Iranian banks made inroads into a number of non-banking fields, such as real estates, industry and energy when the most stringent sanctions in 2012 shriveled the economy.
With those sanctions lifted, CEO of Pasargad Bank Majid Qassemi said some of their companies will be offered for sale on the over-the-counter securities market Fara Bourse.
The initial public offering (IPO) can take place in the current Iranian year which ends in March 2017 or the next Iranian year and is expected to raise about $330 million, local media quoted him as saying.
One the of companies set for IPO is Pasargad Energy Development Co. (PEDC) which is involved in oil and gas exploration as well as refining.
According to Qassemi, PEDC is working on approximately $12 billion of energy projects, including construction of a $2.2 billion gas line to neighboring Iraq.
Iran is slowly but surely opening to international business, with many investors casting off their fears about the consequences of trade with the Middle East’s second largest economy.
Since the lifting of sanctions in January, Iran’s stock market has rallied 30% as foreign companies and investors have been scoping the market of 80 million people for opportunities.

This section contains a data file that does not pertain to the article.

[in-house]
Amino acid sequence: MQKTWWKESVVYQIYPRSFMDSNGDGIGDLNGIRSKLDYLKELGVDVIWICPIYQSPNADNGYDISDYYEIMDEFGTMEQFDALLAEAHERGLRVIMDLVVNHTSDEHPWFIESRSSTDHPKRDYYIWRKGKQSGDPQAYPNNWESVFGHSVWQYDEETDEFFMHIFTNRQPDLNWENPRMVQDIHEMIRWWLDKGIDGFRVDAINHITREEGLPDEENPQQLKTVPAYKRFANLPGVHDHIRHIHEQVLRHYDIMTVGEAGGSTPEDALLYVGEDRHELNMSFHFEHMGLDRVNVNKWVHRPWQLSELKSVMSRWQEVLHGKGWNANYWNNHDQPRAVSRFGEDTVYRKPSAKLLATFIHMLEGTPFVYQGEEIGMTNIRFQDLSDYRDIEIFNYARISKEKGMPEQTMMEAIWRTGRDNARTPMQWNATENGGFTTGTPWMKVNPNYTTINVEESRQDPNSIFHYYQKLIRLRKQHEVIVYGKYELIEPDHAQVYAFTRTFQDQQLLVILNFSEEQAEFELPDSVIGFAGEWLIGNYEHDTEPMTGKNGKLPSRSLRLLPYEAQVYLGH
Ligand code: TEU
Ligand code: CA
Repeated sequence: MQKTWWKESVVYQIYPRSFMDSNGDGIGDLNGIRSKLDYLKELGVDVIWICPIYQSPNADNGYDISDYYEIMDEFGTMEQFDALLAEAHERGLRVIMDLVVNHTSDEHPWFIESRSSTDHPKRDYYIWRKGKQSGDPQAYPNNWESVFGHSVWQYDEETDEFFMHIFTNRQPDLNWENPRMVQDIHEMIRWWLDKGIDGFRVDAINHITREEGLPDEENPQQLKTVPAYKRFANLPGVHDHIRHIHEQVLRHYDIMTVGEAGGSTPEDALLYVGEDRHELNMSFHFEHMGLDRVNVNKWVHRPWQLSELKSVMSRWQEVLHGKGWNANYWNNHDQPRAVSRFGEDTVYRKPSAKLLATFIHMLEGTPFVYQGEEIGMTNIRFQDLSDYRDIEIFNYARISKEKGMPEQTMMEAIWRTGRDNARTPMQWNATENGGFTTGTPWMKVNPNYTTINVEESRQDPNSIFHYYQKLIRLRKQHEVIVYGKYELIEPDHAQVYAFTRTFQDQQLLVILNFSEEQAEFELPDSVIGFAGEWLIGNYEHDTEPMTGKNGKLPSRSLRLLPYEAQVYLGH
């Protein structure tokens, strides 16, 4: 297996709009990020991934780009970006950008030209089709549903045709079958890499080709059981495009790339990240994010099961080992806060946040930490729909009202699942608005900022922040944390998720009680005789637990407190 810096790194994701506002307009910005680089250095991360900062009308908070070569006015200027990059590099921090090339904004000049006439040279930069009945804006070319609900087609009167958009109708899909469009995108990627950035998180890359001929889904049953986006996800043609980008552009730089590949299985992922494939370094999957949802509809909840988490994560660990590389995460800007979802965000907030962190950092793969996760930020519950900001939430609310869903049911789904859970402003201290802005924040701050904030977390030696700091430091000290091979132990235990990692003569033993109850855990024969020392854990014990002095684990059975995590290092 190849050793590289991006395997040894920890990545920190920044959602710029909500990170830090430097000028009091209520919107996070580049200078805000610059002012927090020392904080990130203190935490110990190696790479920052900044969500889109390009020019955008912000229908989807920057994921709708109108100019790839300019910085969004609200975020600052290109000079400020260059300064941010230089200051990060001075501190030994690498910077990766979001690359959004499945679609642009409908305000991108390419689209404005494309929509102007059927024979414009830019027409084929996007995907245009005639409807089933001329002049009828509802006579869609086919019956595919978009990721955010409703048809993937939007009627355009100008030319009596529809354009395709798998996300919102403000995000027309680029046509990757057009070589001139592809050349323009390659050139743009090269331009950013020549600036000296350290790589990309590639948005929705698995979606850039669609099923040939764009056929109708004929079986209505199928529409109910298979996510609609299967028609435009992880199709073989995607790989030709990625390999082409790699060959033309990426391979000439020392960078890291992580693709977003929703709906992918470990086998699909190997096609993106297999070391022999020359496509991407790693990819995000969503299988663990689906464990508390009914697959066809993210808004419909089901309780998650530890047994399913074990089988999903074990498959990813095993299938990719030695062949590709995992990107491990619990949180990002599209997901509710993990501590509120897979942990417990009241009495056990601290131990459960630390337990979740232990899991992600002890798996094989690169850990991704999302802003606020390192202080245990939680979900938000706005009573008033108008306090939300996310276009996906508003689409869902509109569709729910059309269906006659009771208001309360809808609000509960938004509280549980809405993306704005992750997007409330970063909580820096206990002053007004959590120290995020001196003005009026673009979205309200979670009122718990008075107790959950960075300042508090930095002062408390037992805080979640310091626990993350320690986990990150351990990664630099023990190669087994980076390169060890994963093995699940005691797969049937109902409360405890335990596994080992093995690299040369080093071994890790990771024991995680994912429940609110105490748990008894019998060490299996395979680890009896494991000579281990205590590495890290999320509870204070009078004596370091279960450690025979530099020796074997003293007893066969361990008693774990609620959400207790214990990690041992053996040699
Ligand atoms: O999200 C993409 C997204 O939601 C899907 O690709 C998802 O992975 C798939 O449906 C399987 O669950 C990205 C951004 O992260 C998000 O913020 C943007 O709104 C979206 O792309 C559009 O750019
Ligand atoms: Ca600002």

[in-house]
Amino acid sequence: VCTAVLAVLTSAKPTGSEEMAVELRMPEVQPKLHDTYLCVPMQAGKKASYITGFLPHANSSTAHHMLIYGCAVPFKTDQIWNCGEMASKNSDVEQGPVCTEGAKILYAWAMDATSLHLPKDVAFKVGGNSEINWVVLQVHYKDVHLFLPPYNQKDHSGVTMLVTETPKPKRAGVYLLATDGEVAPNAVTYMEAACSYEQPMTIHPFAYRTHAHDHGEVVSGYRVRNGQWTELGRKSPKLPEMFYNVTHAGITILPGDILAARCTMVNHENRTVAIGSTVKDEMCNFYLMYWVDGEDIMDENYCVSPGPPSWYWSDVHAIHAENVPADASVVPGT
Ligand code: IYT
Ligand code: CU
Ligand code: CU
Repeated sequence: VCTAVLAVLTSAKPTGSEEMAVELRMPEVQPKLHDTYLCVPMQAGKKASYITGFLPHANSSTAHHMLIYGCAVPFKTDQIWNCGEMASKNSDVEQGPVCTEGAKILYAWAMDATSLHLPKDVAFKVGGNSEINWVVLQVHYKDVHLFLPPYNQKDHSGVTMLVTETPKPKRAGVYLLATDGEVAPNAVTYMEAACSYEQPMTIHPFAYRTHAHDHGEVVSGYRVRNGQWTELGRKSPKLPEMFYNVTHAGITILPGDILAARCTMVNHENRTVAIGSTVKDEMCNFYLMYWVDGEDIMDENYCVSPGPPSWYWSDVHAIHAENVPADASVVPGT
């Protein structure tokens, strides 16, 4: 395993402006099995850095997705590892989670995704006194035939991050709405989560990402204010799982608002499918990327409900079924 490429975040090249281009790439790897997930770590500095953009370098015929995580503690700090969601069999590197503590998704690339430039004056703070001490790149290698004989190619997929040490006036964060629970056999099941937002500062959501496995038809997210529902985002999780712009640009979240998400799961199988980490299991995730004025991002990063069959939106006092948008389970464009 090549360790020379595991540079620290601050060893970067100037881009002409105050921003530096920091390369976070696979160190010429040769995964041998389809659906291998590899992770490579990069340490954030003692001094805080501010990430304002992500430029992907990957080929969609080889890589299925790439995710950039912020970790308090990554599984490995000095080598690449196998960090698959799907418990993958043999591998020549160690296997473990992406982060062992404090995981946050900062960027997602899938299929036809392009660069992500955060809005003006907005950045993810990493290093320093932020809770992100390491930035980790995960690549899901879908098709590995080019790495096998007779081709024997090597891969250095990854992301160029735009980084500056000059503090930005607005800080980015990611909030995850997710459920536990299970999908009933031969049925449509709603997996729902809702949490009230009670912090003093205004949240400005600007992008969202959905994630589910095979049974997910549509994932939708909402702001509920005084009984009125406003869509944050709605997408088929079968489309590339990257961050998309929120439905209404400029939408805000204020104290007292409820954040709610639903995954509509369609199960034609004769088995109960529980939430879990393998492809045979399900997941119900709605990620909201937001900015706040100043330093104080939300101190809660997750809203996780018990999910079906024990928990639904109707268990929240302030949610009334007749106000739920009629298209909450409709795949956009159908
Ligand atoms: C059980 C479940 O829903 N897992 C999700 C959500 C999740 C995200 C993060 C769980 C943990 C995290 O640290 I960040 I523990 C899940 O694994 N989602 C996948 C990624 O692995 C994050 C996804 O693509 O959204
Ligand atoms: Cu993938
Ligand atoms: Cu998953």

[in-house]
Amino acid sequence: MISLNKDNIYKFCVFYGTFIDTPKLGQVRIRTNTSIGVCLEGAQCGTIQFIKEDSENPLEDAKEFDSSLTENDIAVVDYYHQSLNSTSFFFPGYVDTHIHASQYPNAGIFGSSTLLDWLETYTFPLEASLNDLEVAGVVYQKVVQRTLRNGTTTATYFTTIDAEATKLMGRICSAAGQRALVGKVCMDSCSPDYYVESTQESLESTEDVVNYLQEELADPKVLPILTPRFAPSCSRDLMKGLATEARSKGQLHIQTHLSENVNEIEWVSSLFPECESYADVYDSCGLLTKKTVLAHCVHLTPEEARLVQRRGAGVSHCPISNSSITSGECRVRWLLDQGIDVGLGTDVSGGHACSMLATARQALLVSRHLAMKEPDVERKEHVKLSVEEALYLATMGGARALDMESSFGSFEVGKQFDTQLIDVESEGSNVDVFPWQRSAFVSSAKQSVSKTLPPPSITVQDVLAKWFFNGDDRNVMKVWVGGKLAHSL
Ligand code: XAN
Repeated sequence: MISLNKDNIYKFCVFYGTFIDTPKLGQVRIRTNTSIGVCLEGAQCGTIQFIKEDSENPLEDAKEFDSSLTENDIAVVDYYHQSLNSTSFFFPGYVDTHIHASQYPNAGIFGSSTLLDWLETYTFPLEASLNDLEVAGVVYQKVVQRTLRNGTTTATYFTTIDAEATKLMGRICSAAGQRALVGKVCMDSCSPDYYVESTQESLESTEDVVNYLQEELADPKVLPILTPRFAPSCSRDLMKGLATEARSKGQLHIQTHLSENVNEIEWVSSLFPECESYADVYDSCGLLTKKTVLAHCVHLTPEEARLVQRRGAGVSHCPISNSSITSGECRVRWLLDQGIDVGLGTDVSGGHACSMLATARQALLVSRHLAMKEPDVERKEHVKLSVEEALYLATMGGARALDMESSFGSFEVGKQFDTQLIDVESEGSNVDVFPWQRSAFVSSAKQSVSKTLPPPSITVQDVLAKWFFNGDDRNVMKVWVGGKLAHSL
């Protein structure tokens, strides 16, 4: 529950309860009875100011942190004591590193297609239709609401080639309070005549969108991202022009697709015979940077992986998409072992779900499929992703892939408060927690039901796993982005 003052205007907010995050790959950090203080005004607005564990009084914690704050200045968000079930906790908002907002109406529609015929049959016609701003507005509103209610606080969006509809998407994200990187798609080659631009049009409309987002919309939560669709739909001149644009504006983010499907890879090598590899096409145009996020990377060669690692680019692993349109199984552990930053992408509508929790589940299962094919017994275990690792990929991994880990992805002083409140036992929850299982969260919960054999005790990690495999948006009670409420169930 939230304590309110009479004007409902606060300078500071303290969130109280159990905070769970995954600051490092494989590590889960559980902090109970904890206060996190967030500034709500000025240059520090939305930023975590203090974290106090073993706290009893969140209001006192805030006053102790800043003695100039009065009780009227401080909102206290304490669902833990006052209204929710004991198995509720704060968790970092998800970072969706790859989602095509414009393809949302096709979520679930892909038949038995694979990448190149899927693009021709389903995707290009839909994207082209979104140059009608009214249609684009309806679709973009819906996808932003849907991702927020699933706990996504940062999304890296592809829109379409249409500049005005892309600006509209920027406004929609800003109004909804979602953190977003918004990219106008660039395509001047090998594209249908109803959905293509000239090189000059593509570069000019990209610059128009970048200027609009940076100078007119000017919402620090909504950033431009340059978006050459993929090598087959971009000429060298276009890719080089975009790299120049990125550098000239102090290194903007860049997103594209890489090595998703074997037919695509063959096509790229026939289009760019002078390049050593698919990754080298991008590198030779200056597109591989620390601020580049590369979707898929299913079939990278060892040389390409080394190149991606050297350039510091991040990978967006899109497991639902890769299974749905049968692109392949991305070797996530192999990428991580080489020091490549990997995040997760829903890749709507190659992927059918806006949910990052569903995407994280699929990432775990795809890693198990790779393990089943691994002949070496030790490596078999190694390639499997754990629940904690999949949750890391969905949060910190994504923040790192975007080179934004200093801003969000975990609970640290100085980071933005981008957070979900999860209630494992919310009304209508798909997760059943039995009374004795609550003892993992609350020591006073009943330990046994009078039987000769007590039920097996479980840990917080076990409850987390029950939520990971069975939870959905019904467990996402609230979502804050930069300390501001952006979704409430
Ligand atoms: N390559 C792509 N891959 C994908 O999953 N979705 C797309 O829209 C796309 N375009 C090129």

Meanwhile, Iran’s reconnection to the global financial system has buoyed the country’s banks which mostly suffered under the sanctions.
Qassemi said Pasargad wanted to turn into a “global bank” and Europe was a priority, where the lender sought to open branches in the UK, France, Switzerland and Spain.
The bank, he said, is considering initiating joint ventures with local lenders and building a profile overseas through acquisitions.
“We’ll focus on whichever country can answer our needs,” he was quoted as saying.
Pasargad is one of the 19 privately-owned banks in Iran. According to Qassemi, the lender increased assets by 14% in 2015 to 505 trillion rials ($16.6 billion).
The international banking industry, however, remains wary of resuming normal business with Iran.
Major international banks fear falling foul of American regulations or losing crucial permits to operate in the US.
On Friday, London-based HSBC slammed US Secretary of State John Kerry for exhorting European banks to do business with Iran while Washington continues to restrict American financial firms from doing the same.
Writing in the Wall Street Journal, HSBC’s Chief Legal Officer Stuart Levey said the US government is taking a “very odd position” on trade with Iran.
“On the one hand, Washington is continuing to prohibit American banks and companies from doing Iran-related business … on the other hand, Mr Kerry wants non-US banks to do business with Iran without a US repudiation of its prior statements about the associated financial-crime risks,” he said.
In 2014, French bank BNP Paribas was fined more than $8.9 billion for breaching US sanctions on Iran. Standard Chartered was also fined nearly $1 billion for trading with Iran.